RBA: The RBA was in the spotlight of domestic investors yesterday on the back of a speech delivered by RBA Governor Philip Lowe and the release of the central bank’s Monetary Policy Minutes. Coming so soon after the RBA’s comprehensive quarterly Monetary Policy Statement, there was little extra to glean from either event. The key takeaway was (once more) that the next move in interest rates would be up, but this wouldn’t occur until inflation is sustainably above target – at the start of 2020, according the RBA’s assessment. Governor Lowe’s speech all-in-all was a light touch, but of interest to punters was his imploration that after 8 years of low rates, Australian’s must ensure their finances are in order, as the property market slows down and global interest rates creep higher.



China: China’s markets were bolstered yesterday, following news that the PBOC will likely implement new measures to stimulate growth. Chinese policymakers are expected to soon lower the risk weight of local debt investments to 0%, to incentivize financial institutions to purchase higher risk corporate bonds. The move comes as another effort by the PBOC to loosen credit restrictions and increase liquidity in financial markets. The policy will increase systemic risks in Chinese financial markets, with banks needing less reserve capital to protect from external shocks. Although this irritates fears that China’s markets are highly exposed to financial instability, the assertiveness shown by policymakers to do whatever it takes to support the economy has been received well by investors, who pushed Chinese shares 1.3 per cent higher for the day.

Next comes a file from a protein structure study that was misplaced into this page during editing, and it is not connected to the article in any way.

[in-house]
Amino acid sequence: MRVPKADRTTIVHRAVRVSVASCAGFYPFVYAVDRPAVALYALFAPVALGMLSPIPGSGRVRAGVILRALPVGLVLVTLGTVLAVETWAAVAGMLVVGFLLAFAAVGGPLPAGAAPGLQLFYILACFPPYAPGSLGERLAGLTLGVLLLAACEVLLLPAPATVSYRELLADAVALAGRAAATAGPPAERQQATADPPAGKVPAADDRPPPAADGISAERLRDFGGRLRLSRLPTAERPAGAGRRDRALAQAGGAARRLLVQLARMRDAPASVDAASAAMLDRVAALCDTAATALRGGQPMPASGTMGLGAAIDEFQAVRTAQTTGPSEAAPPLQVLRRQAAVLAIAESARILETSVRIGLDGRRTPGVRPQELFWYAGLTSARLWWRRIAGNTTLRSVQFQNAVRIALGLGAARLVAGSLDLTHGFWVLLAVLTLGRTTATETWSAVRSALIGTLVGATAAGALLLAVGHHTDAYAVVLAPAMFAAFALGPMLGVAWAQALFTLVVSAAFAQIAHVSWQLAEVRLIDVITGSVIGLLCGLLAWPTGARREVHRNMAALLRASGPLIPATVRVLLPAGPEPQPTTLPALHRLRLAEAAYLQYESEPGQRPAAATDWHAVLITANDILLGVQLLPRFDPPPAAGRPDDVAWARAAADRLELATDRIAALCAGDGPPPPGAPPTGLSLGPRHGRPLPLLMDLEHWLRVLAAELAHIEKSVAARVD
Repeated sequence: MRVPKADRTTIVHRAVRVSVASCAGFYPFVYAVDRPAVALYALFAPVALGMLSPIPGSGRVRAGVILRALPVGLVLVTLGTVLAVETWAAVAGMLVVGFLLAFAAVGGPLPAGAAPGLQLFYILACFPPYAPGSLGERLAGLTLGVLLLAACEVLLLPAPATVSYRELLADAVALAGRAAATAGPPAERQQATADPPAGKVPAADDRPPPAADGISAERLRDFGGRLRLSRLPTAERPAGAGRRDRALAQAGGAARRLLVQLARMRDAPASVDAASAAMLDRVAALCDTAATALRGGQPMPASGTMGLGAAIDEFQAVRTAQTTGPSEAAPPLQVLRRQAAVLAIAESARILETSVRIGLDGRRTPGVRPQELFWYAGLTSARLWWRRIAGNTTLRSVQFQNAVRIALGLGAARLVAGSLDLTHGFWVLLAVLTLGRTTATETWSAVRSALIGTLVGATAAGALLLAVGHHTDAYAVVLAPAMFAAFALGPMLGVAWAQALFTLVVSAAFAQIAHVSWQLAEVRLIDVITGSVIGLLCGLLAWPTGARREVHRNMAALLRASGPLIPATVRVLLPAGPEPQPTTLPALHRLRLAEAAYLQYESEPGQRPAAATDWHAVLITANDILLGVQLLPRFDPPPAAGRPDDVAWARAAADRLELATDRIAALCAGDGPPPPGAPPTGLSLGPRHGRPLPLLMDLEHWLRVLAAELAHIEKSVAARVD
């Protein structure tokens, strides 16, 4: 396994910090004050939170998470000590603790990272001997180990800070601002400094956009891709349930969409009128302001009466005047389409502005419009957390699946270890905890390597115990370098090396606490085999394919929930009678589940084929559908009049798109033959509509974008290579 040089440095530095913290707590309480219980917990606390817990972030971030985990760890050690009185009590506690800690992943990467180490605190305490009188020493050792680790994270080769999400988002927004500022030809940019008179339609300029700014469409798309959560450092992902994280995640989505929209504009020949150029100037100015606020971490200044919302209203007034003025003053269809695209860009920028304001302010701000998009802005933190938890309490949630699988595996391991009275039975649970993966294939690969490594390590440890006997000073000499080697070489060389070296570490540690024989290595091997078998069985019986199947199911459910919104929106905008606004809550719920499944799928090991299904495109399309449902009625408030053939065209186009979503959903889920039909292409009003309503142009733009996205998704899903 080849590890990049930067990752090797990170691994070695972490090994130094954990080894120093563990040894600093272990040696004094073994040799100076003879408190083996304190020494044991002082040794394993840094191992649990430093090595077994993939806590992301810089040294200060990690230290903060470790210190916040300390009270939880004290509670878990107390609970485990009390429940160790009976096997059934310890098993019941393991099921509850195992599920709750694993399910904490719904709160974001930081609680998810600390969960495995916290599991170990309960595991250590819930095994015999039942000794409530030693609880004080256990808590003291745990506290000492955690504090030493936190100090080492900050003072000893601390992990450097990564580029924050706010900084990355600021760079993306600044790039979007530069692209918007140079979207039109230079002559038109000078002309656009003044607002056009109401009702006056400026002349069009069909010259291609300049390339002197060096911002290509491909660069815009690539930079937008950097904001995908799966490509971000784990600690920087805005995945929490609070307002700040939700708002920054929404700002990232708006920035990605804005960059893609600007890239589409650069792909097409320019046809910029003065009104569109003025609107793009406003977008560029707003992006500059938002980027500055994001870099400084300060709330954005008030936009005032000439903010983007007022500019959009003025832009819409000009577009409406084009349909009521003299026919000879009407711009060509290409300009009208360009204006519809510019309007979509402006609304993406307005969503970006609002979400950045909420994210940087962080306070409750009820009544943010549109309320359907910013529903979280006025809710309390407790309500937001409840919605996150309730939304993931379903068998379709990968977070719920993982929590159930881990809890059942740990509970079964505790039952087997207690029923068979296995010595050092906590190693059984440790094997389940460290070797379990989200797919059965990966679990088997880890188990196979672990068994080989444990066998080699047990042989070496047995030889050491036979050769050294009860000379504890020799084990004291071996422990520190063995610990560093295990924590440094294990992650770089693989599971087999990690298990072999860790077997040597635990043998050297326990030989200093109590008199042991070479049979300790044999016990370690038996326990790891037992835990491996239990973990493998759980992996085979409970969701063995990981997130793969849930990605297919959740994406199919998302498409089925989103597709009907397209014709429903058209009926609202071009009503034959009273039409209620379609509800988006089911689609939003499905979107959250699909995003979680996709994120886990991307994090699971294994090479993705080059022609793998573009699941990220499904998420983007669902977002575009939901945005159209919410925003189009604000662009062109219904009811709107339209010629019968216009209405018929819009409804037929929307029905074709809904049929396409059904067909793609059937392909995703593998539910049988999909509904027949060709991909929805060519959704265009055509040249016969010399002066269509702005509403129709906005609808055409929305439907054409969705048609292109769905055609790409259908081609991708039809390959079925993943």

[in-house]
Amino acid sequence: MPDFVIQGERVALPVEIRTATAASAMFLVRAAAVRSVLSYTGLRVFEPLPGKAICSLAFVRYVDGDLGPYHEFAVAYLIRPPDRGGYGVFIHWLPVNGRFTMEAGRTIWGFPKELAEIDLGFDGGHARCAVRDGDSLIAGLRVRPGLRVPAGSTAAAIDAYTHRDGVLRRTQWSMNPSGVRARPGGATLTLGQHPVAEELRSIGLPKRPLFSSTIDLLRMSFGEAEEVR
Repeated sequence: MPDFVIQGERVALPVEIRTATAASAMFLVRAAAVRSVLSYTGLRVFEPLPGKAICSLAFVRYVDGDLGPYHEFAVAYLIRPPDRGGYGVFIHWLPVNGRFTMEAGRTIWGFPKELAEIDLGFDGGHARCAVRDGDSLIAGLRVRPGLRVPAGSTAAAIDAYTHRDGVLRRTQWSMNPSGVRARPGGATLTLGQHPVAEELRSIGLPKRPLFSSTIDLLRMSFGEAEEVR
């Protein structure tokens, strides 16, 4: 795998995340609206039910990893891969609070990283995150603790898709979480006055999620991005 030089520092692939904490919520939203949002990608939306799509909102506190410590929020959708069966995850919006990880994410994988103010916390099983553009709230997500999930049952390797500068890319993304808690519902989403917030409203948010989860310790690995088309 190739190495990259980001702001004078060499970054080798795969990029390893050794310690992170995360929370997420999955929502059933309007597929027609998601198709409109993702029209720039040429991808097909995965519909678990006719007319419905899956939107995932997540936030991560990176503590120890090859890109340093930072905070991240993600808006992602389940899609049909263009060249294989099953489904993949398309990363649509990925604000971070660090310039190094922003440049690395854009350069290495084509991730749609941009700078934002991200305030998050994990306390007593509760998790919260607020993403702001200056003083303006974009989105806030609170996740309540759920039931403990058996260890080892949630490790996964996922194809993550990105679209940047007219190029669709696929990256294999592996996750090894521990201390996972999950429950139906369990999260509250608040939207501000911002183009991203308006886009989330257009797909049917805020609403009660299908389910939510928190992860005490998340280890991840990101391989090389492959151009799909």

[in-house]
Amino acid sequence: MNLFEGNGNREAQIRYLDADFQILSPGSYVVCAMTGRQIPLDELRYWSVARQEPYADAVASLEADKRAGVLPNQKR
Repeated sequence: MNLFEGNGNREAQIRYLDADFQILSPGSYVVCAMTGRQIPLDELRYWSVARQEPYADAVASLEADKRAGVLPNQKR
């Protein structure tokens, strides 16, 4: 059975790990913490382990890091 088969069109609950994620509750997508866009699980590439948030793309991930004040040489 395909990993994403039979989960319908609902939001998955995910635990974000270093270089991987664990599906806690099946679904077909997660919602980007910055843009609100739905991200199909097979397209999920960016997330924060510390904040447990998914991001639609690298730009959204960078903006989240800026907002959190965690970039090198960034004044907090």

FOMC, Trump & USD: The major news release in the next 24 hours will be the print of the US Federal Reserve’s minutes from its most recent meeting. The event comes as the US Dollar extends its multi-day fall after US President Trump once again criticized US Fed Chairperson Jerome Powell and his team’s policy actions. The EUR/USD has gone on a tear consequently, bouncing off a 12-month low at 1.1300 to presently trade 1.1570, and driving the US Dollar Index through support at 95.40. The weaker greenback is testing its uptrend now, as traders become distracted by President Trump’s antics. The President’s criticisms should be factored in, but as it stands the fundamentals supporting a stronger USD are still intact. Conviction from the Fed within today’s minutes and during tomorrow’s Jackson Hole symposium may steady the ship: keep an eye on long term US bonds for indications of trader’s attitudes.



Information has been prepared by IG, a trading name of IG Markets Limited. In addition to the disclaimer below, the material on this page does not contain a record of our trading prices, or an offer of, or solicitation for, a transaction in any financial instrument. IG accepts no responsibility for any use that may be made of these comments and for any consequences that result. No representation or warranty is given as to the accuracy or completeness of this information. Consequently any person acting on it does so entirely at their own risk. Any research provided does not have regard to the specific investment objectives, financial situation and needs of any specific person who may receive it. It has not been prepared in accordance with legal requirements designed to promote the independence of investment research and as such is considered to be a marketing communication. Although we are not specifically constrained from dealing ahead of our recommendations we do not seek to take advantage of them before they are provided to our clients. See full non-independent research disclaimer and quarterly summary.